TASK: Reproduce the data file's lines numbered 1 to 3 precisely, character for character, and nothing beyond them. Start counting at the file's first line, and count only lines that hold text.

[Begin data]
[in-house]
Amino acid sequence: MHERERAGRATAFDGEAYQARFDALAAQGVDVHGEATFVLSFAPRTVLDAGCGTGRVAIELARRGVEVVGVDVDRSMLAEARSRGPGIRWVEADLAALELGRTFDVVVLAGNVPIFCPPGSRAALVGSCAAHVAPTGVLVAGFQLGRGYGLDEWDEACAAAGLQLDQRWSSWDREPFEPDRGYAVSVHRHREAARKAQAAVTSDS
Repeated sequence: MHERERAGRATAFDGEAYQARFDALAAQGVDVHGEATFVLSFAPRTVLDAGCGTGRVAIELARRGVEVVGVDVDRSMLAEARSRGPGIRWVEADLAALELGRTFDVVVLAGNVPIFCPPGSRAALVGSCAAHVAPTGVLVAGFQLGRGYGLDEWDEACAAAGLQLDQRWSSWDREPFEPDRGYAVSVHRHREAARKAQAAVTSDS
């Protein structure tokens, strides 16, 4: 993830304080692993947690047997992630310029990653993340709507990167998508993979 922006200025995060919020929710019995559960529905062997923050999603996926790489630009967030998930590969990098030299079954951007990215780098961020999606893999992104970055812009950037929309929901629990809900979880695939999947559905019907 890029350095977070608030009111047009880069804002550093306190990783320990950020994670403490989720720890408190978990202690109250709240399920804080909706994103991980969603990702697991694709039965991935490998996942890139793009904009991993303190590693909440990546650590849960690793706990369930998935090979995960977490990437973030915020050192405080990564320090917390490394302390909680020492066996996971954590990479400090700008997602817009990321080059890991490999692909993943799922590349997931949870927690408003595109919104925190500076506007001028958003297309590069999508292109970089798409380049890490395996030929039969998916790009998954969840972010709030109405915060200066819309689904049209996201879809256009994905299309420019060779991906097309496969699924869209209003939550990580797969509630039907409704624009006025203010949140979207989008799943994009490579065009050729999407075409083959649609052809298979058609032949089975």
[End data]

[in-house]
Amino acid sequence: MHERERAGRATAFDGEAYQARFDALAAQGVDVHGEATFVLSFAPRTVLDAGCGTGRVAIELARRGVEVVGVDVDRSMLAEARSRGPGIRWVEADLAALELGRTFDVVVLAGNVPIFCPPGSRAALVGSCAAHVAPTGVLVAGFQLGRGYGLDEWDEACAAAGLQLDQRWSSWDREPFEPDRGYAVSVHRHREAARKAQAAVTSDS
Repeated sequence: MHERERAGRATAFDGEAYQARFDALAAQGVDVHGEATFVLSFAPRTVLDAGCGTGRVAIELARRGVEVVGVDVDRSMLAEARSRGPGIRWVEADLAALELGRTFDVVVLAGNVPIFCPPGSRAALVGSCAAHVAPTGVLVAGFQLGRGYGLDEWDEACAAAGLQLDQRWSSWDREPFEPDRGYAVSVHRHREAARKAQAAVTSDS